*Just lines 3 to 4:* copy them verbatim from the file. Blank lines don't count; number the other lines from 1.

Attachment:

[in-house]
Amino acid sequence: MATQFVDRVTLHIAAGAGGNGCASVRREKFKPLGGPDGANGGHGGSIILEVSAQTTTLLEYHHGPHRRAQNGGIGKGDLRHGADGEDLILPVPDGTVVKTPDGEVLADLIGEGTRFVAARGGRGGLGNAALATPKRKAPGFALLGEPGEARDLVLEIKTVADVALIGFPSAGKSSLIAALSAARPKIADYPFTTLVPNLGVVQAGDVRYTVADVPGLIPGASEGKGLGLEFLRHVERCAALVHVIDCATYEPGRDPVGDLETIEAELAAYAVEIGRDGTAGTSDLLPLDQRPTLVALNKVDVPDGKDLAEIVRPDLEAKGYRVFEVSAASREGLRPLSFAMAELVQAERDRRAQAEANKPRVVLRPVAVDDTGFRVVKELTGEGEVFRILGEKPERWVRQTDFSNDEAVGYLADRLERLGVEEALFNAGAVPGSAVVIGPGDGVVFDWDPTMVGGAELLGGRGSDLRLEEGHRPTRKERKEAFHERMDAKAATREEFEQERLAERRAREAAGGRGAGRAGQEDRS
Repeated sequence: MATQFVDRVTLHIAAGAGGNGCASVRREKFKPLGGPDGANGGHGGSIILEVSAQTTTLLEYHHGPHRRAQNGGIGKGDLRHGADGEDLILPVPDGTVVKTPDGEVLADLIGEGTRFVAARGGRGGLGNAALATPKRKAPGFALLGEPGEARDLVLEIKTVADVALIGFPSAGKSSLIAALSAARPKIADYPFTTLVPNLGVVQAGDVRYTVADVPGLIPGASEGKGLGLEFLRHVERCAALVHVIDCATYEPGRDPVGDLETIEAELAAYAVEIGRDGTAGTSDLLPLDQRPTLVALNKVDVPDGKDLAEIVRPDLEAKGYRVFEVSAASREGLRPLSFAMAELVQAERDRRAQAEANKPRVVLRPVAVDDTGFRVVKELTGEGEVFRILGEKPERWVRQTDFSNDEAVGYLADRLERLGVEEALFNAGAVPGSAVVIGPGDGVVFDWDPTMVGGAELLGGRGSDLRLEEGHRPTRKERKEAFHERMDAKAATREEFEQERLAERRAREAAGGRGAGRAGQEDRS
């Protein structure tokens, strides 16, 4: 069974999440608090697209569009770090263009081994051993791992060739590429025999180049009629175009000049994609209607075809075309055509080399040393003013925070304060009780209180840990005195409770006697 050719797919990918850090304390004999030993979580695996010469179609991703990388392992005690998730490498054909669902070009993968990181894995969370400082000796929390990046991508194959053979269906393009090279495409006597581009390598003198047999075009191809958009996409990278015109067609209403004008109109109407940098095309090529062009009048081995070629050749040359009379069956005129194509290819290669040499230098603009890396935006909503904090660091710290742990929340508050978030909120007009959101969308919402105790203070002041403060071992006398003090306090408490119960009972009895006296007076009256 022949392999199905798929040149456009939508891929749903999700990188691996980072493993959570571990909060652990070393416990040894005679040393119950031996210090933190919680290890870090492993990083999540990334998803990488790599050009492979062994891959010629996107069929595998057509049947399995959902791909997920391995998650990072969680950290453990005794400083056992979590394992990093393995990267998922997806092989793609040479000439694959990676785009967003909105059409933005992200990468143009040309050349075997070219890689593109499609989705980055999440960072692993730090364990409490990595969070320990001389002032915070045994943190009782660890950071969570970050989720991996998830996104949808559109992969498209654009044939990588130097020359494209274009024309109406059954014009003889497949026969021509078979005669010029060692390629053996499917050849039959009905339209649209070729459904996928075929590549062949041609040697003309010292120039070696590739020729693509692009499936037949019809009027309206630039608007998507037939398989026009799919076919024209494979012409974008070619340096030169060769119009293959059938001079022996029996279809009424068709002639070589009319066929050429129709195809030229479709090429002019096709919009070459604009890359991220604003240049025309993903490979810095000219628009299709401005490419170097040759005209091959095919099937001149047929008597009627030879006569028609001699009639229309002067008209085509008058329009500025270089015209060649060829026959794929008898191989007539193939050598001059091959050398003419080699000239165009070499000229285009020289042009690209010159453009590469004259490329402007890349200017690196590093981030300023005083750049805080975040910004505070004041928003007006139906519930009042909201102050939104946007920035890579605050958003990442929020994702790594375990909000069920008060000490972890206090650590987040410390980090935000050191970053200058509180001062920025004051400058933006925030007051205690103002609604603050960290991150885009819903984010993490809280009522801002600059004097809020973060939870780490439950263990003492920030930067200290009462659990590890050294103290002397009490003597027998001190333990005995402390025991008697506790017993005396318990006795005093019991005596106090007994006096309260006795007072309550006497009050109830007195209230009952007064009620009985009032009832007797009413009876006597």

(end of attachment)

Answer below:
Repeated sequence: MATQFVDRVTLHIAAGAGGNGCASVRREKFKPLGGPDGANGGHGGSIILEVSAQTTTLLEYHHGPHRRAQNGGIGKGDLRHGADGEDLILPVPDGTVVKTPDGEVLADLIGEGTRFVAARGGRGGLGNAALATPKRKAPGFALLGEPGEARDLVLEIKTVADVALIGFPSAGKSSLIAALSAARPKIADYPFTTLVPNLGVVQAGDVRYTVADVPGLIPGASEGKGLGLEFLRHVERCAALVHVIDCATYEPGRDPVGDLETIEAELAAYAVEIGRDGTAGTSDLLPLDQRPTLVALNKVDVPDGKDLAEIVRPDLEAKGYRVFEVSAASREGLRPLSFAMAELVQAERDRRAQAEANKPRVVLRPVAVDDTGFRVVKELTGEGEVFRILGEKPERWVRQTDFSNDEAVGYLADRLERLGVEEALFNAGAVPGSAVVIGPGDGVVFDWDPTMVGGAELLGGRGSDLRLEEGHRPTRKERKEAFHERMDAKAATREEFEQERLAERRAREAAGGRGAGRAGQEDRS
């Protein structure tokens, strides 16, 4: 069974999440608090697209569009770090263009081994051993791992060739590429025999180049009629175009000049994609209607075809075309055509080399040393003013925070304060009780209180840990005195409770006697 050719797919990918850090304390004999030993979580695996010469179609991703990388392992005690998730490498054909669902070009993968990181894995969370400082000796929390990046991508194959053979269906393009090279495409006597581009390598003198047999075009191809958009996409990278015109067609209403004008109109109407940098095309090529062009009048081995070629050749040359009379069956005129194509290819290669040499230098603009890396935006909503904090660091710290742990929340508050978030909120007009959101969308919402105790203070002041403060071992006398003090306090408490119960009972009895006296007076009256 022949392999199905798929040149456009939508891929749903999700990188691996980072493993959570571990909060652990070393416990040894005679040393119950031996210090933190919680290890870090492993990083999540990334998803990488790599050009492979062994891959010629996107069929595998057509049947399995959902791909997920391995998650990072969680950290453990005794400083056992979590394992990093393995990267998922997806092989793609040479000439694959990676785009967003909105059409933005992200990468143009040309050349075997070219890689593109499609989705980055999440960072692993730090364990409490990595969070320990001389002032915070045994943190009782660890950071969570970050989720991996998830996104949808559109992969498209654009044939990588130097020359494209274009024309109406059954014009003889497949026969021509078979005669010029060692390629053996499917050849039959009905339209649209070729459904996928075929590549062949041609040697003309010292120039070696590739020729693509692009499936037949019809009027309206630039608007998507037939398989026009799919076919024209494979012409974008070619340096030169060769119009293959059938001079022996029996279809009424068709002639070589009319066929050429129709195809030229479709090429002019096709919009070459604009890359991220604003240049025309993903490979810095000219628009299709401005490419170097040759005209091959095919099937001149047929008597009627030879006569028609001699009639229309002067008209085509008058329009500025270089015209060649060829026959794929008898191989007539193939050598001059091959050398003419080699000239165009070499000229285009020289042009690209010159453009590469004259490329402007890349200017690196590093981030300023005083750049805080975040910004505070004041928003007006139906519930009042909201102050939104946007920035890579605050958003990442929020994702790594375990909000069920008060000490972890206090650590987040410390980090935000050191970053200058509180001062920025004051400058933006925030007051205690103002609604603050960290991150885009819903984010993490809280009522801002600059004097809020973060939870780490439950263990003492920030930067200290009462659990590890050294103290002397009490003597027998001190333990005995402390025991008697506790017993005396318990006795005093019991005596106090007994006096309260006795007072309550006497009050109830007195209230009952007064009620009985009032009832007797009413009876006597």